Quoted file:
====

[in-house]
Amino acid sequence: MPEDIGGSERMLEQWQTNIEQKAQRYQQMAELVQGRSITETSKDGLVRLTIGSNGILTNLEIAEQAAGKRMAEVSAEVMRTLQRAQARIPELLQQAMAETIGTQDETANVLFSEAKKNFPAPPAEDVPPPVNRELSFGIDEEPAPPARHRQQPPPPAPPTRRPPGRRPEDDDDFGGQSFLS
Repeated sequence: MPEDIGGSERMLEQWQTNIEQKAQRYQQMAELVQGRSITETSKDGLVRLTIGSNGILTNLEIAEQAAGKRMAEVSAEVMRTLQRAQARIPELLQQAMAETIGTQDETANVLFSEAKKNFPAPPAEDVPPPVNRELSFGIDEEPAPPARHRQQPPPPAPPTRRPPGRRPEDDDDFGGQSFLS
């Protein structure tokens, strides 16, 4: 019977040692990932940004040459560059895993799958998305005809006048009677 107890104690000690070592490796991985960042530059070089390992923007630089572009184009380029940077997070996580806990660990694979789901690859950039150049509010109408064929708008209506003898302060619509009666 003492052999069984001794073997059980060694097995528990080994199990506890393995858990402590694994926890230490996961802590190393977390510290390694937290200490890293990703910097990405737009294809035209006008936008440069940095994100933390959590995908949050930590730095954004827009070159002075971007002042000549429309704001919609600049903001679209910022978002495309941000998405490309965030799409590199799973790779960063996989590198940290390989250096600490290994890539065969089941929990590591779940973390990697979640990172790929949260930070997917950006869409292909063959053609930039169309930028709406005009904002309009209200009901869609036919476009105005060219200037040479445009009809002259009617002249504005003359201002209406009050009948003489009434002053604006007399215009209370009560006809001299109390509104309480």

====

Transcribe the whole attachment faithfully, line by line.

[in-house]
Amino acid sequence: MPEDIGGSERMLEQWQTNIEQKAQRYQQMAELVQGRSITETSKDGLVRLTIGSNGILTNLEIAEQAAGKRMAEVSAEVMRTLQRAQARIPELLQQAMAETIGTQDETANVLFSEAKKNFPAPPAEDVPPPVNRELSFGIDEEPAPPARHRQQPPPPAPPTRRPPGRRPEDDDDFGGQSFLS
Repeated sequence: MPEDIGGSERMLEQWQTNIEQKAQRYQQMAELVQGRSITETSKDGLVRLTIGSNGILTNLEIAEQAAGKRMAEVSAEVMRTLQRAQARIPELLQQAMAETIGTQDETANVLFSEAKKNFPAPPAEDVPPPVNRELSFGIDEEPAPPARHRQQPPPPAPPTRRPPGRRPEDDDDFGGQSFLS
């Protein structure tokens, strides 16, 4: 019977040692990932940004040459560059895993799958998305005809006048009677 107890104690000690070592490796991985960042530059070089390992923007630089572009184009380029940077997070996580806990660990694979789901690859950039150049509010109408064929708008209506003898302060619509009666 003492052999069984001794073997059980060694097995528990080994199990506890393995858990402590694994926890230490996961802590190393977390510290390694937290200490890293990703910097990405737009294809035209006008936008440069940095994100933390959590995908949050930590730095954004827009070159002075971007002042000549429309704001919609600049903001679209910022978002495309941000998405490309965030799409590199799973790779960063996989590198940290390989250096600490290994890539065969089941929990590591779940973390990697979640990172790929949260930070997917950006869409292909063959053609930039169309930028709406005009904002309009209200009901869609036919476009105005060219200037040479445009009809002259009617002249504005003359201002209406009050009948003489009434002053604006007399215009209370009560006809001299109390509104309480």